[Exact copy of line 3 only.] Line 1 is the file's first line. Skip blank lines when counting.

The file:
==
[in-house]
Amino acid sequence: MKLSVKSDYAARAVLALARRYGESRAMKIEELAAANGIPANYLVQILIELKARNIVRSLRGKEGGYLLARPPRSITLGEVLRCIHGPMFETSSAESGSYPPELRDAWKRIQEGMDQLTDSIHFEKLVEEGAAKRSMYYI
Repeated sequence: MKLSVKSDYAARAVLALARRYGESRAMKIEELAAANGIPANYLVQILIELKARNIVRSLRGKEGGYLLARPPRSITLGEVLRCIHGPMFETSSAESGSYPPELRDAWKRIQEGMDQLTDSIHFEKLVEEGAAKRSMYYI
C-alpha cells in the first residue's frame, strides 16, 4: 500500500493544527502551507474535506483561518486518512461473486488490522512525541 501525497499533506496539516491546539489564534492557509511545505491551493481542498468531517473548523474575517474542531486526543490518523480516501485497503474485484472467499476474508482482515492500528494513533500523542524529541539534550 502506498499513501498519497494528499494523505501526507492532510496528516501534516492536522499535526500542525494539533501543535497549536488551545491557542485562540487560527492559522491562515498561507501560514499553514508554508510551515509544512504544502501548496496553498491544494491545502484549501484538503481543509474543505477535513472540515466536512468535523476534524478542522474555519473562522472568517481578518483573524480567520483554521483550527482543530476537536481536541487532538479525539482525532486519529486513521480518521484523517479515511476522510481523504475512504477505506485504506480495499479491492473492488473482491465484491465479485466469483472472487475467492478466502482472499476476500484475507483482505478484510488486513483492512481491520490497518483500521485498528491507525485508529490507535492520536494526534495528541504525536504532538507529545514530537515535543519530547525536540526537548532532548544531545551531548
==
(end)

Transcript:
Repeated sequence: MKLSVKSDYAARAVLALARRYGESRAMKIEELAAANGIPANYLVQILIELKARNIVRSLRGKEGGYLLARPPRSITLGEVLRCIHGPMFETSSAESGSYPPELRDAWKRIQEGMDQLTDSIHFEKLVEEGAAKRSMYYI